Unsatisfactory Evaluations: Pennsylvania

Exiting Ineffective Teachers Policy

Goal

The state should articulate consequences for teachers with unsatisfactory evaluations, including specifying that teachers with multiple unsatisfactory evaluations should be eligible for dismissal.

Meets in part
Suggested Citation:
National Council on Teacher Quality. (2011). Unsatisfactory Evaluations: Pennsylvania results. State Teacher Policy Database. [Data set].
Retrieved from: https://www.nctq.org/yearbook/state/PA-Unsatisfactory-Evaluations-10

Analysis of Pennsylvania's policies

Pennsylvania requires that teachers who receive two consecutive unsatisfactory evaluations be formally eligible for dismissal. Although state policy indicates that "an opportunity for the professional employee to improve" should be available after the first negative rating, it does not address whether the teacher should be placed on a structured improvement plan.

Unfortunately, Pennsylvania's effort to make unsatisfactory evaluations grounds for termination does not carry over to the state's dismissal policy (see Goal 5-C).

Citation

Recommendations for Pennsylvania

Require that all teachers who receive unsatisfactory evaluations be placed on improvement plans.
Pennsylvania should require that teachers who receive even one unsatisfactory evaluation be placed on structured improvement plans. These plans should focus on performance areas that directly connect to student learning and should list noted deficiencies, define specific action steps necessary to address these deficiencies and describe how and when progress will be measured.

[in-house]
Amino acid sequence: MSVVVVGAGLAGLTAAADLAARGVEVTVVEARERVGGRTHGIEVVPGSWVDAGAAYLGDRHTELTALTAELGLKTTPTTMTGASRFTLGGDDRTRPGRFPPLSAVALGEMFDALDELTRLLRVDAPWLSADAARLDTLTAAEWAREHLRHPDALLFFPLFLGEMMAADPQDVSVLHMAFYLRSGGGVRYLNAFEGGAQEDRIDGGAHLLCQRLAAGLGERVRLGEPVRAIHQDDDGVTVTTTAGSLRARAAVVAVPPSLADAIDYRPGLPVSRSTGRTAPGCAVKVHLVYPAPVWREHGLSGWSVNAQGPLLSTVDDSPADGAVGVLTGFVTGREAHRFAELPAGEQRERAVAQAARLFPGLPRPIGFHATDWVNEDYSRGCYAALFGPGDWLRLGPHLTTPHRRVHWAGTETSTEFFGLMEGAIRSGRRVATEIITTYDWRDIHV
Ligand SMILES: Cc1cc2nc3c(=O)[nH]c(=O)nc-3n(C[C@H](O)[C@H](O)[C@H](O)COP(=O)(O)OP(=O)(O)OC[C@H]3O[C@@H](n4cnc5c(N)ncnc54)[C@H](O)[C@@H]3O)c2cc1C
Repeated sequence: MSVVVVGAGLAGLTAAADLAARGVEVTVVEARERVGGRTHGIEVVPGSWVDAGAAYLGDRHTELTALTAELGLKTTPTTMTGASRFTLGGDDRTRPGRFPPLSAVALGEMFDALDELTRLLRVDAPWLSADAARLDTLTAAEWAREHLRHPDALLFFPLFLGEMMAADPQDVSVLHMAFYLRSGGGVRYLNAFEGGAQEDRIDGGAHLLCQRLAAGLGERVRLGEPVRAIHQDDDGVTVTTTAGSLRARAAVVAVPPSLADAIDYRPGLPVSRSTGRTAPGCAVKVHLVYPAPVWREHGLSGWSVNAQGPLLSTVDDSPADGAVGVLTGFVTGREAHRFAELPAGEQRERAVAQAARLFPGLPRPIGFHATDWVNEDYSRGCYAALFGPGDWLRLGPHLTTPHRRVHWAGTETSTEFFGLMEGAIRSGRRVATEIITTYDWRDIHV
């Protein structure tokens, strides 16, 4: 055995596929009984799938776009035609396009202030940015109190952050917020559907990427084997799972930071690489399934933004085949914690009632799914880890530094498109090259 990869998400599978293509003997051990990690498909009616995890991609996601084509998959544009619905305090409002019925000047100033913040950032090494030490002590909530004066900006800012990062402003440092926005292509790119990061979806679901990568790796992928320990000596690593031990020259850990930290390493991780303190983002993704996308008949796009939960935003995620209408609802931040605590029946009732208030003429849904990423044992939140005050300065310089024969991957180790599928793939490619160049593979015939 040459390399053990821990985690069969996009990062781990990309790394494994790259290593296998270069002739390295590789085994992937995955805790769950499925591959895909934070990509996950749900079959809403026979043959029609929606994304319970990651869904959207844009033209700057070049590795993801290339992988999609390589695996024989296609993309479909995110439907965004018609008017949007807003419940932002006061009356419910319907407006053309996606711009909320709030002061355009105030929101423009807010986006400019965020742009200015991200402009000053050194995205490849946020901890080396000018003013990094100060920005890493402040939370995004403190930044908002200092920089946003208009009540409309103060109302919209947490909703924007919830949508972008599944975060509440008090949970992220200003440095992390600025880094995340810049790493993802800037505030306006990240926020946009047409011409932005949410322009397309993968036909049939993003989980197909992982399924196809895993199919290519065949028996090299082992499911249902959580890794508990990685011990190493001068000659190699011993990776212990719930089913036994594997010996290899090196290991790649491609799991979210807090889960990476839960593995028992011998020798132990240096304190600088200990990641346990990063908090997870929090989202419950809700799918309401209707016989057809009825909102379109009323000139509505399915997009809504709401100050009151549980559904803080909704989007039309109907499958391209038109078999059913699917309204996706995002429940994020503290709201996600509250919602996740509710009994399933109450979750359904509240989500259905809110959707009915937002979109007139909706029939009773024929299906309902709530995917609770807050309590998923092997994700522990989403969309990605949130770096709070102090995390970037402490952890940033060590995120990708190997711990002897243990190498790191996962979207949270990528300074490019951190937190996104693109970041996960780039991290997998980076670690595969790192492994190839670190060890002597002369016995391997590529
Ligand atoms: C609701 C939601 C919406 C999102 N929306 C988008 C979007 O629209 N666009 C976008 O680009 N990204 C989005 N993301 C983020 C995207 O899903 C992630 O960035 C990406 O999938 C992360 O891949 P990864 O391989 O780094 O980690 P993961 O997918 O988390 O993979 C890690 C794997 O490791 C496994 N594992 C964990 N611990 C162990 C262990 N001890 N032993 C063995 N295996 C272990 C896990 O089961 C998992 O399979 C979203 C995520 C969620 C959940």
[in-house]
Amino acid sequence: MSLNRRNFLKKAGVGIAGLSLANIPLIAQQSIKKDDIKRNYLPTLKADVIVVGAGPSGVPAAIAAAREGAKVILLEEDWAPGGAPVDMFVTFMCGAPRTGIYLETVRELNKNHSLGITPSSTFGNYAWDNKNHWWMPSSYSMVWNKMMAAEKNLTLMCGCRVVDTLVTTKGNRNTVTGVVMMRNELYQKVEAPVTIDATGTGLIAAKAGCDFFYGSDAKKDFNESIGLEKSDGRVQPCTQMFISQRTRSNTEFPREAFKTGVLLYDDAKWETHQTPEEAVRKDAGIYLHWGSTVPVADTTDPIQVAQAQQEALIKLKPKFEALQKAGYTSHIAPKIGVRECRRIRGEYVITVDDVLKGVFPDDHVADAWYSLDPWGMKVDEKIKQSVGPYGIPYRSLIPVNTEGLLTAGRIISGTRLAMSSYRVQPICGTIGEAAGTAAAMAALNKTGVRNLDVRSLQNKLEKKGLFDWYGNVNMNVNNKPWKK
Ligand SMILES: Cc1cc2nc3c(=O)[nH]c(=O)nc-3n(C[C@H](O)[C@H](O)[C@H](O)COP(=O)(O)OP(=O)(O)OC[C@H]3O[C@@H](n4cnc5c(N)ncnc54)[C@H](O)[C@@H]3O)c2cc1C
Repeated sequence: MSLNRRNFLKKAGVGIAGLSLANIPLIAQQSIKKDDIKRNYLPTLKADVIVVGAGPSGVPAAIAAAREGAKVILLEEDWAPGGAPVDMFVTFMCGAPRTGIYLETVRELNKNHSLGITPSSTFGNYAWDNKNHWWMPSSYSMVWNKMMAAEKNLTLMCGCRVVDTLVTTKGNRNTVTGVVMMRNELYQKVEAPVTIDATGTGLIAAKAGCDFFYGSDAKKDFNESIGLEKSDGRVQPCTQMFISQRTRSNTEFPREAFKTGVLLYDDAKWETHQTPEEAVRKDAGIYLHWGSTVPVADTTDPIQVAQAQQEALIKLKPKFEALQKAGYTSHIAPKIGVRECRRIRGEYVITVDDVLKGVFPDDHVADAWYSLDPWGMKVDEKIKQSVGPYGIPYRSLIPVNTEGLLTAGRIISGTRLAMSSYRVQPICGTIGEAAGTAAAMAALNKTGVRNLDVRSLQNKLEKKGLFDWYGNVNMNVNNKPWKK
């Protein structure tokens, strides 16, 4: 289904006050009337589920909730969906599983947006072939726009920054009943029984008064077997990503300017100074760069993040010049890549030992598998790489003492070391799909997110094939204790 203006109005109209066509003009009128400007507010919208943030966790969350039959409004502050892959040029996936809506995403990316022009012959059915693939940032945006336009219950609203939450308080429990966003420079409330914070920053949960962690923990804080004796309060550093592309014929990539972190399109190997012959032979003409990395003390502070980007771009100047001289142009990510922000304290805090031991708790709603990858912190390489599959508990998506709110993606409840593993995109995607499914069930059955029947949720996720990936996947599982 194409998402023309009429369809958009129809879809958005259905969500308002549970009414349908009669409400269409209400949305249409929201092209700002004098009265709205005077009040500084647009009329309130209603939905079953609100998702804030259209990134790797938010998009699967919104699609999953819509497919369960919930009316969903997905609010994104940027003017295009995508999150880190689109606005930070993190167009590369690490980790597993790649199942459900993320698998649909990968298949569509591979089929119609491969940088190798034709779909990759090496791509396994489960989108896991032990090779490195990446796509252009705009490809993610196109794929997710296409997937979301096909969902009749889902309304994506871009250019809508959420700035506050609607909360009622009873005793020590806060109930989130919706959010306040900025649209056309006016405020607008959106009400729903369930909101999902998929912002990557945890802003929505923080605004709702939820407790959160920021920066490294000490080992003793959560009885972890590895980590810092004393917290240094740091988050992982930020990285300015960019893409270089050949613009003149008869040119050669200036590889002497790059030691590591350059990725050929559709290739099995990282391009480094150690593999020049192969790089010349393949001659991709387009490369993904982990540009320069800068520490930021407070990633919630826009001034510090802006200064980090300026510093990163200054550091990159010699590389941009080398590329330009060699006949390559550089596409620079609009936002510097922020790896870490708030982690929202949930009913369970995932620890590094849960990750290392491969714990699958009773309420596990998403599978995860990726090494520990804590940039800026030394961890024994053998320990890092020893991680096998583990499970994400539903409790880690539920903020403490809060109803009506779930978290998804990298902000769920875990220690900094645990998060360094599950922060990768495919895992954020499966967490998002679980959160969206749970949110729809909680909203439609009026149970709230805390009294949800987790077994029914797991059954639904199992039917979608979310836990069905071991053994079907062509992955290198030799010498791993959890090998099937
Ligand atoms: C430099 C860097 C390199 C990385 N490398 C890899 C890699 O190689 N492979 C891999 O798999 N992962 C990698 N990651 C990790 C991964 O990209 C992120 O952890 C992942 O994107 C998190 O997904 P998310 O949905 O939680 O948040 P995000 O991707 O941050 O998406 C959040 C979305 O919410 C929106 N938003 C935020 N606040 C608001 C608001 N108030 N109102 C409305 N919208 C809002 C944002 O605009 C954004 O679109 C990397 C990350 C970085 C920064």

State response to our analysis

Pennsylvania recognized the factual accuracy of this analysis. The state added that there is currently no need to legislate this action because school districts build improvement plans to support layoff or firing decisions should they go to arbitration. 

Last word

The point of the recommendation is not that districts should have improvement plans in the event a dismissal decision goes to arbitration, but that teachers who are not meeting expectations receive a plan designed to identify and help them address their deficiencies.  

Research rationale

To review the process and types of personnel evaluations observed in other job sectors, including the problems inherent to some evaluation systems see, for example, Gliddon, David (October 2004). Effective Performance Management Systems, Current Criticisms and New Ideas for Employee Evaluation in Performance Improvement 43(9), 27-36.